Don’t pay private-school parents from Iowa’s state treasury
A bill to pay parents to send their kids to private school, or to educate them at home, has been introduced in the Iowa House of Representatives.
It would cost the state treasury an estimated $210 million. The money would be available to those parents starting July 1, 2016.
Parents who send their kids to public schools wouldn’t get the money.
By contrast, the House has already passed in this session a bill to increase regular education funding (state supplemental aid, or “allowable growth”) to public schools in the amount of $45 million for the coming fiscal year (2015-16). That’s because the Republican House majority says there isn’t enough money to pay schools more than that.
The $45 million — coupled with another $50 million already approved in 2013 for the ongoing Teacher Leadership Compensation program — amounts to an increase of 1.25 percent above what the state is providing this year to fund K-12 public school state supplemental aid.
At a level that low, half of the state’s public schools would need to use the “budget guarantee,” funded entirely by a property tax increase in their school district, to pay their increased expenses for 2015-16.
What’s wrong with this picture?
They can’t have it both ways.
The state can’t pay $210 million to support non-public education if there isn’t enough money to pay more than $45 million in new public school aid.
The windfall for parents of home-schooled and private-schooled children, proposed in the House File 313 bill (H.F. 313), would come in the form of an education grant of some $6,300 per non-public school student.
That’s an amount equal to the per-pupil cost that the state pays to public school districts — but not to the parents of public school students.
Parents would have to spend the private education grants for expenses for private or home schools. The grants would be exempt from state income taxes.
Under H.F. 313, if you have two kids you’re teaching at home or sending to a private school, your grants would total $12,600 ($6,300 times two).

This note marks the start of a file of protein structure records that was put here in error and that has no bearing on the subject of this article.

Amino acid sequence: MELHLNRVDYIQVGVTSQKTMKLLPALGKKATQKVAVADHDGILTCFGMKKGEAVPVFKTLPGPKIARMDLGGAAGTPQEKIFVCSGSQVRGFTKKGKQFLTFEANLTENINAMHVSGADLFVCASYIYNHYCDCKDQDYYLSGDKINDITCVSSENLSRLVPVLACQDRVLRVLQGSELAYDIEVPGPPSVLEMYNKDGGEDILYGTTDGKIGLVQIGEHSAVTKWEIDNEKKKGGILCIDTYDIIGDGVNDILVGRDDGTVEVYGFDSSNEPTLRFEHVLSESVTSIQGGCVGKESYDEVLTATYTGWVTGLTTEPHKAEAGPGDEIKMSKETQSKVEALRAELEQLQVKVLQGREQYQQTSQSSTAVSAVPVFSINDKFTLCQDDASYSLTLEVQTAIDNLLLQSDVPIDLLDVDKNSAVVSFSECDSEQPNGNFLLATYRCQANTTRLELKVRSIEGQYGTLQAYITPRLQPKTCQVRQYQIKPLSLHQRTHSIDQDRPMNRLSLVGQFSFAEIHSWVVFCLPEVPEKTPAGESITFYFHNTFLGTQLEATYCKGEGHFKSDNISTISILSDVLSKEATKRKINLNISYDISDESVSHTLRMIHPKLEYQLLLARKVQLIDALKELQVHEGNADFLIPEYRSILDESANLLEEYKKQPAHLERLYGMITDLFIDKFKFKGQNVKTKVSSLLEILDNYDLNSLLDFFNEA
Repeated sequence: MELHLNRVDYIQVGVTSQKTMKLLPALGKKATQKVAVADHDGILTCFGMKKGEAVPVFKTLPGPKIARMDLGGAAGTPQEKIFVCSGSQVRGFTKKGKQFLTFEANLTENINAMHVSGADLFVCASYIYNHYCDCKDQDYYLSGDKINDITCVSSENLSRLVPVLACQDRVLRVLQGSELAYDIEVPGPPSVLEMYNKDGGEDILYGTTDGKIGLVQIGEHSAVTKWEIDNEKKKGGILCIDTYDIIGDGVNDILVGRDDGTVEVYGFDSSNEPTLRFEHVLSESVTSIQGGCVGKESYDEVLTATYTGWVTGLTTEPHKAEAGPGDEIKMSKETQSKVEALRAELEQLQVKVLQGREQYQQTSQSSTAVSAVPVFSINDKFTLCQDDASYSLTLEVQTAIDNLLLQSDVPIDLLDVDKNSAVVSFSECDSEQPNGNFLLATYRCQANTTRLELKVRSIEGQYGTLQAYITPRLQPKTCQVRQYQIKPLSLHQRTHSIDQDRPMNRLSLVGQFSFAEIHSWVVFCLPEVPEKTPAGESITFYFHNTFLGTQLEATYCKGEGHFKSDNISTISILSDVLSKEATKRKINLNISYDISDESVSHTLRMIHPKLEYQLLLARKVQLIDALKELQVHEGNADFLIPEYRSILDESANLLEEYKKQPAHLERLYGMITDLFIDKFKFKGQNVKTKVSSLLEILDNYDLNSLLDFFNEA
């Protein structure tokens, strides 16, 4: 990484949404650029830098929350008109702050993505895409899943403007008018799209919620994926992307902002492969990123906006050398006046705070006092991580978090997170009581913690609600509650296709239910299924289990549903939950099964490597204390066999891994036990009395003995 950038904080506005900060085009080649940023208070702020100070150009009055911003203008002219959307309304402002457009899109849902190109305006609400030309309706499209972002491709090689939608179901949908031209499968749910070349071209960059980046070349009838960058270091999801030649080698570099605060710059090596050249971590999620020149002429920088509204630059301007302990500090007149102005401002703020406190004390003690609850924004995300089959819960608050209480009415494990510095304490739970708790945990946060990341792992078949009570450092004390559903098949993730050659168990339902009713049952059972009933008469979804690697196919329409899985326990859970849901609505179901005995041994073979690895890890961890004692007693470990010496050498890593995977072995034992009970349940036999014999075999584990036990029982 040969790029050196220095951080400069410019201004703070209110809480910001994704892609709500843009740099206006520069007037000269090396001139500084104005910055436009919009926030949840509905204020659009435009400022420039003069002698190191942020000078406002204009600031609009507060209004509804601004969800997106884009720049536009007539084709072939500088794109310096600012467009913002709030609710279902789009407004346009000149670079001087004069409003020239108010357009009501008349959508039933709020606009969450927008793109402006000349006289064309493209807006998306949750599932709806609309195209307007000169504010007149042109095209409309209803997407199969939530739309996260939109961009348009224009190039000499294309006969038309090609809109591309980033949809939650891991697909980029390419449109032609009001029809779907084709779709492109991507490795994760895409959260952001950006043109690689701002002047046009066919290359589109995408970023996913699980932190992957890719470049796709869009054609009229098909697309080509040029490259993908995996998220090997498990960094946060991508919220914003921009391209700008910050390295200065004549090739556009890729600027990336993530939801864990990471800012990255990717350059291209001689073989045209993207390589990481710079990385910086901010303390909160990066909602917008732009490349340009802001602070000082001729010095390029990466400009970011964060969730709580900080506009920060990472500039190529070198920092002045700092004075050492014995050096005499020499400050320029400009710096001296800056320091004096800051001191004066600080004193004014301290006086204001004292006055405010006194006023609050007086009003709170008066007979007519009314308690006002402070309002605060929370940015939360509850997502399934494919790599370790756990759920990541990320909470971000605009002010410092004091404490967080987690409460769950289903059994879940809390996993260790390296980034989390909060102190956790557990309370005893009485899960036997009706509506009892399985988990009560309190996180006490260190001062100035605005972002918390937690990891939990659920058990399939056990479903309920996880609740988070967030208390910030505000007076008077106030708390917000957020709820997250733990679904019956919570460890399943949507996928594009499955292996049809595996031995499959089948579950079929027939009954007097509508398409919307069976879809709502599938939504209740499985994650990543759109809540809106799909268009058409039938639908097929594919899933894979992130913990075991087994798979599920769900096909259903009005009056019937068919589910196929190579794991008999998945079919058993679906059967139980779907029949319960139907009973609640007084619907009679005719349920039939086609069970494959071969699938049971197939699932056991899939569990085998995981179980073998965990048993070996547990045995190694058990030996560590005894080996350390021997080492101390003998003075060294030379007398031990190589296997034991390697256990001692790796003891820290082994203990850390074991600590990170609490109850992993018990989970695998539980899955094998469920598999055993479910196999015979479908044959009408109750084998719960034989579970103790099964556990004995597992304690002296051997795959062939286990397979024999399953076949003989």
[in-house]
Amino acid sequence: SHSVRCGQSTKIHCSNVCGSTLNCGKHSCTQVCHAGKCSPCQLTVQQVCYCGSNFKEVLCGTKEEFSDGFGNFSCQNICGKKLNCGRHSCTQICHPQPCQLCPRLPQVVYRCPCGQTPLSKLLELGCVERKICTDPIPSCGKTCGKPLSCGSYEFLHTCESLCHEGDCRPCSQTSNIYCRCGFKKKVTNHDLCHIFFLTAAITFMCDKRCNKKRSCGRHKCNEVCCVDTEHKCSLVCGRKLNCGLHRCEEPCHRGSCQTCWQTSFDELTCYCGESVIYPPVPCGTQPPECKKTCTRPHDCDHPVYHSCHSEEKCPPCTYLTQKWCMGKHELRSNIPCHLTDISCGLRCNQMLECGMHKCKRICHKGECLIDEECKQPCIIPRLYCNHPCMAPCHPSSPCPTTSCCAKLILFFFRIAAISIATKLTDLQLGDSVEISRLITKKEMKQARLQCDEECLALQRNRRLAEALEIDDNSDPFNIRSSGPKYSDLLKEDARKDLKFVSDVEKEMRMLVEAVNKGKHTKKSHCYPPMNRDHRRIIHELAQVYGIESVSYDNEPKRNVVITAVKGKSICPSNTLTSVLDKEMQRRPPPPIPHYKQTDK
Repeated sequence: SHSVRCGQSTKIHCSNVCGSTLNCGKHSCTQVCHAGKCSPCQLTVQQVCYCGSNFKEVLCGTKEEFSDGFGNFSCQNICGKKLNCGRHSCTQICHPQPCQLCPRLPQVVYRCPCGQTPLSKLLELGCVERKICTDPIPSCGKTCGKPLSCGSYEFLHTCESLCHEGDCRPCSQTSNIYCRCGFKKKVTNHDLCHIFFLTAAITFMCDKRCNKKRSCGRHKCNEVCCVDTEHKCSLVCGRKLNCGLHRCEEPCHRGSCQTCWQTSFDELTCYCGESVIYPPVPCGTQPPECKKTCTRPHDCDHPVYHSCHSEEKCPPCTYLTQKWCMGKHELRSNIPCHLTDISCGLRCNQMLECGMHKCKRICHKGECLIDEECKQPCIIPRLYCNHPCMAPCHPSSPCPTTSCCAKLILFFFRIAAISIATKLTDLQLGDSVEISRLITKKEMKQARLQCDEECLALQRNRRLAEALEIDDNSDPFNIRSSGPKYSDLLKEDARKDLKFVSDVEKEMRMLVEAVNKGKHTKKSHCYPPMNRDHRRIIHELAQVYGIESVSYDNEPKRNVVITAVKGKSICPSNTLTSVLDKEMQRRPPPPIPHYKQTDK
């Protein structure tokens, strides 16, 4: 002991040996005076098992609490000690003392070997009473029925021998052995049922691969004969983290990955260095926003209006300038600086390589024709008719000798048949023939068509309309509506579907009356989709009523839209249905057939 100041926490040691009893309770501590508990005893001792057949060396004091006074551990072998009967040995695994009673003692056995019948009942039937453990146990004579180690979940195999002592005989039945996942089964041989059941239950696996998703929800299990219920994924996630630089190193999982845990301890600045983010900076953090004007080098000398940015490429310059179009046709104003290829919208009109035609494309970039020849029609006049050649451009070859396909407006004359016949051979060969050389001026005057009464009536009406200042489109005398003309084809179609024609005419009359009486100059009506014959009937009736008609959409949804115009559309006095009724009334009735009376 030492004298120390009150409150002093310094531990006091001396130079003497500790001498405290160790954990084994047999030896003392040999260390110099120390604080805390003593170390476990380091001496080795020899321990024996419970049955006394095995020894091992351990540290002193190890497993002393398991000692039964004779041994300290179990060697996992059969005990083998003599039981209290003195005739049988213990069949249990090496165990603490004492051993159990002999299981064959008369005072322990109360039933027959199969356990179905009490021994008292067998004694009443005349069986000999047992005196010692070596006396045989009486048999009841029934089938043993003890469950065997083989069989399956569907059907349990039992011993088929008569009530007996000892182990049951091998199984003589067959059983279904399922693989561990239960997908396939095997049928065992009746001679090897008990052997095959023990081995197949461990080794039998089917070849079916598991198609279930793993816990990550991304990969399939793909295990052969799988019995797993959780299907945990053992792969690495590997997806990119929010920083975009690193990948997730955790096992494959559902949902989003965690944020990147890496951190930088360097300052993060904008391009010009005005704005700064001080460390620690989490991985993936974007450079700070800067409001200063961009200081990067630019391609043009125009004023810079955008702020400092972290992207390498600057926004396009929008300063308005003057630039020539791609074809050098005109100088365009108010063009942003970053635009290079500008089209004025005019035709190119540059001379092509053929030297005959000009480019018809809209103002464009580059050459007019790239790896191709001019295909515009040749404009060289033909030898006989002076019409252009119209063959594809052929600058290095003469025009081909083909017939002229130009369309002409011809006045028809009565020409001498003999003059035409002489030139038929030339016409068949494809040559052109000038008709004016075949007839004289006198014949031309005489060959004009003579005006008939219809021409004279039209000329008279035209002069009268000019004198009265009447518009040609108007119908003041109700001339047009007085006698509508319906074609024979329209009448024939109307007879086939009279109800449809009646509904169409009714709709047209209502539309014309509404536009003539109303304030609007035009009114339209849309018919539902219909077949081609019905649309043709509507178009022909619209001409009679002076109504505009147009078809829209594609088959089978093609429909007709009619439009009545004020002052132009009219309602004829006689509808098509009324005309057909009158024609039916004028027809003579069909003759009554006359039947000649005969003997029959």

If you send your kids to your local public school, your grant amount under H.F. 313 is zero.
But to add insult to injury, if the 1.25 percent increase in state supplemental aid approved by the House were to make it through the Senate and be signed by the governor, and if your school district is in the 50 percent for which an increase that small isn’t sufficient, your property taxes would also go up when your district’s budget guarantee kicks in.
A key legislative leader told me last week that H.F. 313 would destroy public education in Iowa, and also that it will not become law.
The bill has little chance of making it through the Iowa Senate, where Democrats retain a majority.
It also may not make it through the House, where it originated. Wiser heads may prevail there.
Republicans generally are budget-conscious, and they’ve already said there’s very little money available for new or increased programs next fiscal year.
If so, that would certainly be the case for a new $210 million education grant program.
But the disturbing conclusion to be drawn from the combination of the 1.25 percent state supplemental aid measure and the proposal envisioned in H.F. 313 is that a significant percentage of legislators — those who vote for both measures — has such low regard for K-12 public schools.
At a time when Iowa struggles to reclaim its nationwide leadership position in education, voters need to hold their representatives to a higher standard.